As part of Chester County’s ongoing efforts to support businesses through the reopening process and beyond, the COVID-19 Business Task Force asked local business owners from 20 industries to share their personal stories on RestoreChesterCounty.org. Jason Hafer, of the Phoenixville bookstore Reads & Company, shares his perspective:
Restore Chester County: What was your biggest challenge when it came to reopening?
Jason Hafer, Reads & Company: It sounds pretty basic, but knowing what and when to do things. Logistical things like where do we get enough hand sanitizer and other supplies to make sure we have what we need, but also the greater public health. At what point is it okay to welcome our customers back to the store, and what are all the things we need to do to keep them safe? Our business is really designed for crowds – whether that means packing the store for an author event, increased foot traffic during Phoenixville’s festivals and First Fridays, or working with other businesses like the Colonial Theatre or Bistro on Bridge on events that could only happen in a tight-knit business community. We don’t anticipate going back to these sorts of crowd-based things anytime soon, but we are looking at the big picture. And in the short term, the timing and steps we need to go from having our door locked to being open again (curbside, appointments, social distancing) is a very real challenge.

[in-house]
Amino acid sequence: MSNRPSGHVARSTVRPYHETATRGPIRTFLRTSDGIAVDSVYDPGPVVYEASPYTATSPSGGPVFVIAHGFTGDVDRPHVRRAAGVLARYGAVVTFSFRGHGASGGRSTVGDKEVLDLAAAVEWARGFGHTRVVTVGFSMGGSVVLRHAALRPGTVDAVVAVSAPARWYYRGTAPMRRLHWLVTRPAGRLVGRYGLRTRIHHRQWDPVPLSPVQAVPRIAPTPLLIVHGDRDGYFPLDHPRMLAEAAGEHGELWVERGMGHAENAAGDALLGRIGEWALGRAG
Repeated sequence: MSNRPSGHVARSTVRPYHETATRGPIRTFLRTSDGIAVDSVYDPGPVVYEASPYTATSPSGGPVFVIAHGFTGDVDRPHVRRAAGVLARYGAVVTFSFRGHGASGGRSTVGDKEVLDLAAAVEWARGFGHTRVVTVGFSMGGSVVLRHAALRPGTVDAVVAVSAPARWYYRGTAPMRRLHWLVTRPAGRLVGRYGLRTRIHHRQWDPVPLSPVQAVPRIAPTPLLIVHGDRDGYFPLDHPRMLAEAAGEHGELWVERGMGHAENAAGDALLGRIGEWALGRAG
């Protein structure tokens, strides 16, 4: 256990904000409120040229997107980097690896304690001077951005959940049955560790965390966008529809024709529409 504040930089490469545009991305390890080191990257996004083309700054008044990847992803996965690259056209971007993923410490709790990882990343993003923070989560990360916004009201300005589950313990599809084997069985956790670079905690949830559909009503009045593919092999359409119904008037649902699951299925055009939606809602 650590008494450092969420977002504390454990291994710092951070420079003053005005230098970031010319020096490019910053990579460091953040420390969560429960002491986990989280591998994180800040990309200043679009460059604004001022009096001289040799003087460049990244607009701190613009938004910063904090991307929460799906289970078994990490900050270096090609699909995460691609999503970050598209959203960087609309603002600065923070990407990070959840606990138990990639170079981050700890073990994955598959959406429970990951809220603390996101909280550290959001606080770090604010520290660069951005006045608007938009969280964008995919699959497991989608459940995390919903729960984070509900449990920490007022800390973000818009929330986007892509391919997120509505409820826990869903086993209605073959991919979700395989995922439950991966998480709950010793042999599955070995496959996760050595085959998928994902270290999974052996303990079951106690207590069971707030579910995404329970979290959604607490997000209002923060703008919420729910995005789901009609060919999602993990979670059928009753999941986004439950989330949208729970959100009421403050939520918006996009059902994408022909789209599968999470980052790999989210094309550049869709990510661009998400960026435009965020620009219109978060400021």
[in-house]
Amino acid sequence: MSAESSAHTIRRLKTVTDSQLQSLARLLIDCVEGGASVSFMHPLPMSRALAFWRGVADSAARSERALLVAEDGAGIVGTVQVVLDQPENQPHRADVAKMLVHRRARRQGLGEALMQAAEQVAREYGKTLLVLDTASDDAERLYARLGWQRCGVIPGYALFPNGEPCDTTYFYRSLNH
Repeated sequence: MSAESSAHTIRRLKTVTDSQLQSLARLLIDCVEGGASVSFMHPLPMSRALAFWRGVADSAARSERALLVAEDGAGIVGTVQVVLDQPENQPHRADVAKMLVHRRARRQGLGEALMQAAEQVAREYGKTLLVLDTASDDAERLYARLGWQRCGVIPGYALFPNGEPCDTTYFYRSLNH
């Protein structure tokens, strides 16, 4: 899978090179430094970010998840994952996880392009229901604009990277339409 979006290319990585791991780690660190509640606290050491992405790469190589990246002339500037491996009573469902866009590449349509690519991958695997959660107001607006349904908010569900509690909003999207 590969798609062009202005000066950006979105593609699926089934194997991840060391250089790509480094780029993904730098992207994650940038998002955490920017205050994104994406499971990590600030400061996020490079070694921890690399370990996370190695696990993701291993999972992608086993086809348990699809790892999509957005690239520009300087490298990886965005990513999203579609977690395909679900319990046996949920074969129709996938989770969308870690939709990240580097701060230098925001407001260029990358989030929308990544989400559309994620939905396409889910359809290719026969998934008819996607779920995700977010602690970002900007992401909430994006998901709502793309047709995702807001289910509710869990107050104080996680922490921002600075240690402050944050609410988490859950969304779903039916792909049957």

Restore Chester County: What gives you hope for restoring your business?
Hafer: The response from our community has been incredible over the past months. We’ve only been open for about a year, so all of our models and projections haven’t really had time to come into focus, pandemic aside, but what we have seen from our customers has been truly incredible. We receive multiple messages every day from people asking how they can best support us and if there is anything they can do to help. That means a lot, because this is an uncertain time for everyone, and the fact that people take the time to reach out to us gives us a tremendous amount of hope. People are choosing to order from us online, where they have other choices. We modified our event schedule and moved it online, and hundreds of people are attending our virtual sessions. Which is really important – selling books is a very small part of what a bookstore actually does, kind of the end result of building community, curating a great inventory and providing an opportunity for people to convene and interact with each other. We’ve always put those things first, and people have responded.
Restore Chester County: How will the resources Chester County is offering support you and your business?
Hafer: These resources and guidance are very important. At a state or national level, all politics aside, it is difficult to provide guidance that is right for everyone. So, at a more local level, with the specific challenges we are facing here, the response has been excellent.
For more information on best practices for businesses as they reopen, as well as how to support them through the green phase, visit RestoreChesterCounty.org.
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